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This Saturday, Dec. 7, Duke will play Florida State University for the ACC championship, a game the No. 1 ranked FSU is expected to win.

Ironically, that date represents the first anniversary of an incident involving FSU’s star quarterback and Heisman hopeful, Jameis Winston. A former FSU co-ed says he raped her on that day a year ago, and she is pressing charges.

One has to wonder how Duke alumni Reade Seligmann, Collin Finnerty and David Evans feel about the FSU community’s all but unqualified acceptance of Winston’s denials.

In 2006, Durham County District Attorney Mike Nifong recklessly charged these three lacrosse players with rape despite a mother lode of exculpatory evidence.

On the one hand, these athletes know what it is like to be falsely accused and, I suspect, would want to see Winston receive fair treatment and due process.

On the other hand, they have to wonder why Winston has received such dramatically better treatment than they did despite the much stronger evidence against him.

In the Duke case, the university not only suspended the players, but it also canceled the lacrosse season and fired the coach.

The university took these steps despite the fact that none of the DNA samples from any of the team’s 46 white players matched the DNA found on the accuser.

Facts did not much matter. Urged on by the New York Times, the civil rights community, the feminist establishment and the Duke professoriate, Nifong had the three young men indicted for rape within two months of the incident.

A year after the FSU incident, the State of Florida is still dithering in the Winston case. What is known, however, is that the quarterback’s DNA was indeed found in the underwear of his accuser.

Authorities released this bit of information recently and reluctantly. Only after its release did Winston’s attorney, Timothy Jansen, suggest that the player and the alleged victim may have had consensual sex.

The victim’s family promptly countered, “To be clear, the victim did not consent. This was a rape.” The DNA evidence notwithstanding, the accuser has received close to no sympathy from the FSU community and no known support from the feminist establishment.

If anyone has protested Winston’s presence on the playing field, the media have failed to report it. Instead, as the Miami Herald has noted matter-of-factly, “Winston fans have parsed the evidence, outted the woman and derided her credibility on message boards, blogs and on Twitter.”

Last week, Winston left the field triumphantly after his team’s drubbing of Idaho to stadium-rocking chants of “Ja-meis! Ja-meis!” Rape? What rape?

There are several obvious reasons for the disparity in treatment between Winston and the Duke lacrosse players. The first is that football, especially when played for multi-million dollar stakes, simply matters much more than lacrosse.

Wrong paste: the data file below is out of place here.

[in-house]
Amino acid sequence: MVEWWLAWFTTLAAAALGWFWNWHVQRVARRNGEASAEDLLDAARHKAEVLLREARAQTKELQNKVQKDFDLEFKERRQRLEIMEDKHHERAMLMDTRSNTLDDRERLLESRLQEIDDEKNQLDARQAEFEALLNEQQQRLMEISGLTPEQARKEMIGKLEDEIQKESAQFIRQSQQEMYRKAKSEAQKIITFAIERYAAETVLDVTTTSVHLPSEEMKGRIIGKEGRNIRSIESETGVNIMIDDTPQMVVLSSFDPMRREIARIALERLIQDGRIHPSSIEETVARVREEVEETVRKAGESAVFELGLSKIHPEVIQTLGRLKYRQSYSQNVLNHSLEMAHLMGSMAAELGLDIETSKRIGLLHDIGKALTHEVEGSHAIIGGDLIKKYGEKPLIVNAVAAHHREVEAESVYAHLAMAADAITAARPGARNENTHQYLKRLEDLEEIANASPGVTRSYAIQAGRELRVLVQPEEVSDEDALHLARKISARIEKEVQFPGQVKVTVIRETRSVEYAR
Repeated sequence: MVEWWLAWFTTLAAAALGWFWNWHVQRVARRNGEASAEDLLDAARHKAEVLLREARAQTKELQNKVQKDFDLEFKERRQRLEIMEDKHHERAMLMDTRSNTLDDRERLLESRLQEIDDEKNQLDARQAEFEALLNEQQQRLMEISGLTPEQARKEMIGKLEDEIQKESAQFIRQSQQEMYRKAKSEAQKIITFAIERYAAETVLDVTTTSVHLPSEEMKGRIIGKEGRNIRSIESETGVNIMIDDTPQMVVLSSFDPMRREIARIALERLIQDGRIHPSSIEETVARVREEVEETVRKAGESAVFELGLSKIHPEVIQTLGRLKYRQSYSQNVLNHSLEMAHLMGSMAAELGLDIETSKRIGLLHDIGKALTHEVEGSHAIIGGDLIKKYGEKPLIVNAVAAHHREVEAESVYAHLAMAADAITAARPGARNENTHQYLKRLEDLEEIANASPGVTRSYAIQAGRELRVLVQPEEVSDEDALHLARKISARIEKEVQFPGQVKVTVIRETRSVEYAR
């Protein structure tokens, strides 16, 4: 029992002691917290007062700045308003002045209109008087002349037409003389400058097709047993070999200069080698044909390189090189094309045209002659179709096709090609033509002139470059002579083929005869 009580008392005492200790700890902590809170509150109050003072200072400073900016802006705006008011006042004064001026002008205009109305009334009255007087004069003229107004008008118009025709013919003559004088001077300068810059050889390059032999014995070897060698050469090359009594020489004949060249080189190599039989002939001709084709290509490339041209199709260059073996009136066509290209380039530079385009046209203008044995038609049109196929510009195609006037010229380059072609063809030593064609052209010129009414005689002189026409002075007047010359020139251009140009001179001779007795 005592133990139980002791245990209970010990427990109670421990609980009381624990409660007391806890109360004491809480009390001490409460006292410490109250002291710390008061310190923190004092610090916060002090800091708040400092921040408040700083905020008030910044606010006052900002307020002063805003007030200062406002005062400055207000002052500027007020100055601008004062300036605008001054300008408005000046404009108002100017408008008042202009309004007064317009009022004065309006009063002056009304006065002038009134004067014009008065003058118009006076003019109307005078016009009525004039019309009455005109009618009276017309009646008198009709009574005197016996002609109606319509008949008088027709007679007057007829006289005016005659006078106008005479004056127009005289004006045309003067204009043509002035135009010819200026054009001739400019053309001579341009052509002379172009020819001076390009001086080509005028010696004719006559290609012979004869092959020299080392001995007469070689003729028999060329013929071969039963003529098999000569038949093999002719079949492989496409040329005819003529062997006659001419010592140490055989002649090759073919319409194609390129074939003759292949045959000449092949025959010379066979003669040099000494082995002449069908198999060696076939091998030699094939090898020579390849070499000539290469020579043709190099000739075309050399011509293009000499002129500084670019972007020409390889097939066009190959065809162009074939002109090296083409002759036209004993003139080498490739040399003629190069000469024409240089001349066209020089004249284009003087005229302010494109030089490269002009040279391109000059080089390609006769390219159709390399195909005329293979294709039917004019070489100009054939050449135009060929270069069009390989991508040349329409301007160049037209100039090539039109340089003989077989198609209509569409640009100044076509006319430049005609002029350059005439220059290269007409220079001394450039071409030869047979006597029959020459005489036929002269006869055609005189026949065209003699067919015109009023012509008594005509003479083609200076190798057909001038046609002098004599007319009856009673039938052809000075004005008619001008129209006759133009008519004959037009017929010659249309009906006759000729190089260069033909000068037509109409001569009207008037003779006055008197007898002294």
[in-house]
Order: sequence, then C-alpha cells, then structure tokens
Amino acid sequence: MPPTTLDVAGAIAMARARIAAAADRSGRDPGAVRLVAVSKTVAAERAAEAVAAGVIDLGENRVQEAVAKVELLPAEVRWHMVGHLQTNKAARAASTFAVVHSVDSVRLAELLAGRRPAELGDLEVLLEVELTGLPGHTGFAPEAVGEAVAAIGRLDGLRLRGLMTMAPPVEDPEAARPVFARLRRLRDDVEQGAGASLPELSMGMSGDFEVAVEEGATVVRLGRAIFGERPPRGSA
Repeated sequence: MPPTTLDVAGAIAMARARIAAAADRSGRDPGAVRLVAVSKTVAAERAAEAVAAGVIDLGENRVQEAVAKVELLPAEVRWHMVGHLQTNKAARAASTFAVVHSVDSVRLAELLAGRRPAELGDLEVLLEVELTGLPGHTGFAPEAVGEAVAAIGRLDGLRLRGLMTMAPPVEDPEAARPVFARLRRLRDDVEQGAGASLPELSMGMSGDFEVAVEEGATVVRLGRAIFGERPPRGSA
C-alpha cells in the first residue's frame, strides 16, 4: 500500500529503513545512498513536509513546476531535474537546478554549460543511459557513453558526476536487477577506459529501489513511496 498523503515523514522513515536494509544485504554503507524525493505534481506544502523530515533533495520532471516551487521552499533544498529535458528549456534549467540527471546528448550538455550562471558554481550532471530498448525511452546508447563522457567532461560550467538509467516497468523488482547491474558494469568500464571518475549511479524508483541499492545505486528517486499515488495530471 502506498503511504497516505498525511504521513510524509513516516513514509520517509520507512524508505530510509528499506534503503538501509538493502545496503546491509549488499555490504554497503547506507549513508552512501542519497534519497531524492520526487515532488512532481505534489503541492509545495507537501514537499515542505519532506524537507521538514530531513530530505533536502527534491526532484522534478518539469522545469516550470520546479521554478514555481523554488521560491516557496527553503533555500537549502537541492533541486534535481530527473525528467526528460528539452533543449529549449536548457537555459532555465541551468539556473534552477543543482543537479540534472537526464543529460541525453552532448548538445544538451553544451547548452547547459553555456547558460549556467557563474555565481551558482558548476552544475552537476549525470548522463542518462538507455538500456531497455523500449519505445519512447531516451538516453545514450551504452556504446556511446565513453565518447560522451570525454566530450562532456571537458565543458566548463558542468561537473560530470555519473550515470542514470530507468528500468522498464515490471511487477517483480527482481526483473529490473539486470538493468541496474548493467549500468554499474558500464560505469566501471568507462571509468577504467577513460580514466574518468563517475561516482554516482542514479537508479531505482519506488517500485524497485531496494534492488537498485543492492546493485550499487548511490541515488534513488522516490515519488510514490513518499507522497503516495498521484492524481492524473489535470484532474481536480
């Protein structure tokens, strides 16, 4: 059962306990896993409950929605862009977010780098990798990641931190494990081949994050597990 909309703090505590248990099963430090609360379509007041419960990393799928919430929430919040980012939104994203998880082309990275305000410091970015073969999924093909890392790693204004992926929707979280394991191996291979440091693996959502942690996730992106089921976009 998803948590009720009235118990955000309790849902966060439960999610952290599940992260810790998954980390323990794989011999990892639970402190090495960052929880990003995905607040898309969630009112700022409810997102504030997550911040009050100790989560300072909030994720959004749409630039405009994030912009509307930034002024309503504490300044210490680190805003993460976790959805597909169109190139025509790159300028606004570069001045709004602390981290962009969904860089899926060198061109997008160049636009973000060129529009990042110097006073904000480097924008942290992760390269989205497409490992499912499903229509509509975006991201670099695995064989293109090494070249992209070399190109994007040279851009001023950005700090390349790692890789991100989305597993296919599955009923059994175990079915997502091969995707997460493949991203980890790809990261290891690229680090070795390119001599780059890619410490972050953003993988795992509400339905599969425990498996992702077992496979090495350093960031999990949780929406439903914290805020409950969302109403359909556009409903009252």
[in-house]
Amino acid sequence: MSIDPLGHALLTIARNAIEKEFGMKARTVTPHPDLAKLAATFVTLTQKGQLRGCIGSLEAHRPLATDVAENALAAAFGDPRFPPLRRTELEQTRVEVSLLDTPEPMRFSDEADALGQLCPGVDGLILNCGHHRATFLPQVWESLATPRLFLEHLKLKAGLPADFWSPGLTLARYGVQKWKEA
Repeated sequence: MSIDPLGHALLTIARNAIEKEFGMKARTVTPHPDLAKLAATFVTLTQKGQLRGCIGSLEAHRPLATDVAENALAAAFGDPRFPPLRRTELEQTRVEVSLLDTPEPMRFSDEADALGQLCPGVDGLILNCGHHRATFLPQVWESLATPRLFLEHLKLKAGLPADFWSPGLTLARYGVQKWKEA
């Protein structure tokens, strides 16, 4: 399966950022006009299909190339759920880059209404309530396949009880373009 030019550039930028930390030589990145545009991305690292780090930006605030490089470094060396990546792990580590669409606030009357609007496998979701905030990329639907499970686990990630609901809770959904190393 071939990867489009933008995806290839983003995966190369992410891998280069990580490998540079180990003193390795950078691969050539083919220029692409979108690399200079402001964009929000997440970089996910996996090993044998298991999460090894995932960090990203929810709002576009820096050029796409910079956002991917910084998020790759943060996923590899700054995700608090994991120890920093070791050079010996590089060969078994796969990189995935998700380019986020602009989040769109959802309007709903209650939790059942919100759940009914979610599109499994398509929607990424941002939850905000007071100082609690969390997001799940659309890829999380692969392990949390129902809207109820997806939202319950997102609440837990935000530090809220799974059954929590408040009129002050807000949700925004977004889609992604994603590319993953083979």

Beyond the lacrosse faithful, no one really cared that the Duke lacrosse season had been suspended even though the team played at a national championship level.

By contrast, if FSU were to terminate its football season, or even suspend Winston, fans statewide would be marching on the capital with pitchforks.

The second reason is race. The Duke lacrosse players were white and their accuser black. Winston is black, and although the race of the accuser is not formally known, the bloggers are saying that she is white and blond.

Like the prosecutor Kramer in Tom Wolfe’s prescient “Bonfire of the Vanities,” Nifong had a shot at what Wolfe called his central character, Sherman McCoy, a “much-prized, ever-elusive … very nearly mythical creature, the Great White Defendant.”

It was in similar spirit that Florida State Attorney Angela Corey brought equally reckless charges against the transparently innocent George Zimmerman in the Trayvon Martin shooting. The opportunity to align oneself with the remnants of the civil rights movement has left many a prosecutor giddy.

Jack Cashill’s brand new book explains how the truth was exposed about the Trayvon case: “If I Had a Son: Race, Guns, and the Railroading of George Zimmerman”

A third reason is sexual politics. Feminists got much more agitated when Rush Limbaugh called Sandra Fluke a “slut” or when Senate candidate Todd Akin used the ambiguous phrase “legitimate rape” than they did when the Democrats chose a credibly accused rapist and impeached president to keynote their 2012 convention.

The accusation of rape, like the accusation of racism, is a weapon feminists and their media allies use selectively. Their easy acceptance of film director Roman Polanski’s drugging and rape of a 13-year-old is a case in point.

In 2003, Hollywood gave the fugitive rapist a standing ovation when Polanski received a best-director Oscar in absentia.

In her own appalling way, actress and Democratic activist Whooi Goldberg clarified Polanski’s crime on “The View”: “I know it wasn’t rape-rape. It was something else but I don’t believe it was rape-rape.” The media humiliated Akin and savaged Limbaugh for much less.

To be sure, not all claims of rape are “legitimate.” In fact, the most consequential rape case in American history was not. Norma McCorvey, aka “Jane Roe,” called the consensual sex that led to her pregnancy “rape” and changed history.

What is equally illegitimate is the wide disparity in the way rape cases are treated by feminists, the media and, yes, sports fans.

Winston’s accuser deserves the same respect as any credible accuser. Winston deserves the same due process.

Whites deserve the same level playing field as blacks, and conservatives (see Clarence Thomas) deserve the same level playing field as liberals.

The FSU case is wrong for exactly the opposite reasons the Duke case was. The media need to acknowledge this.

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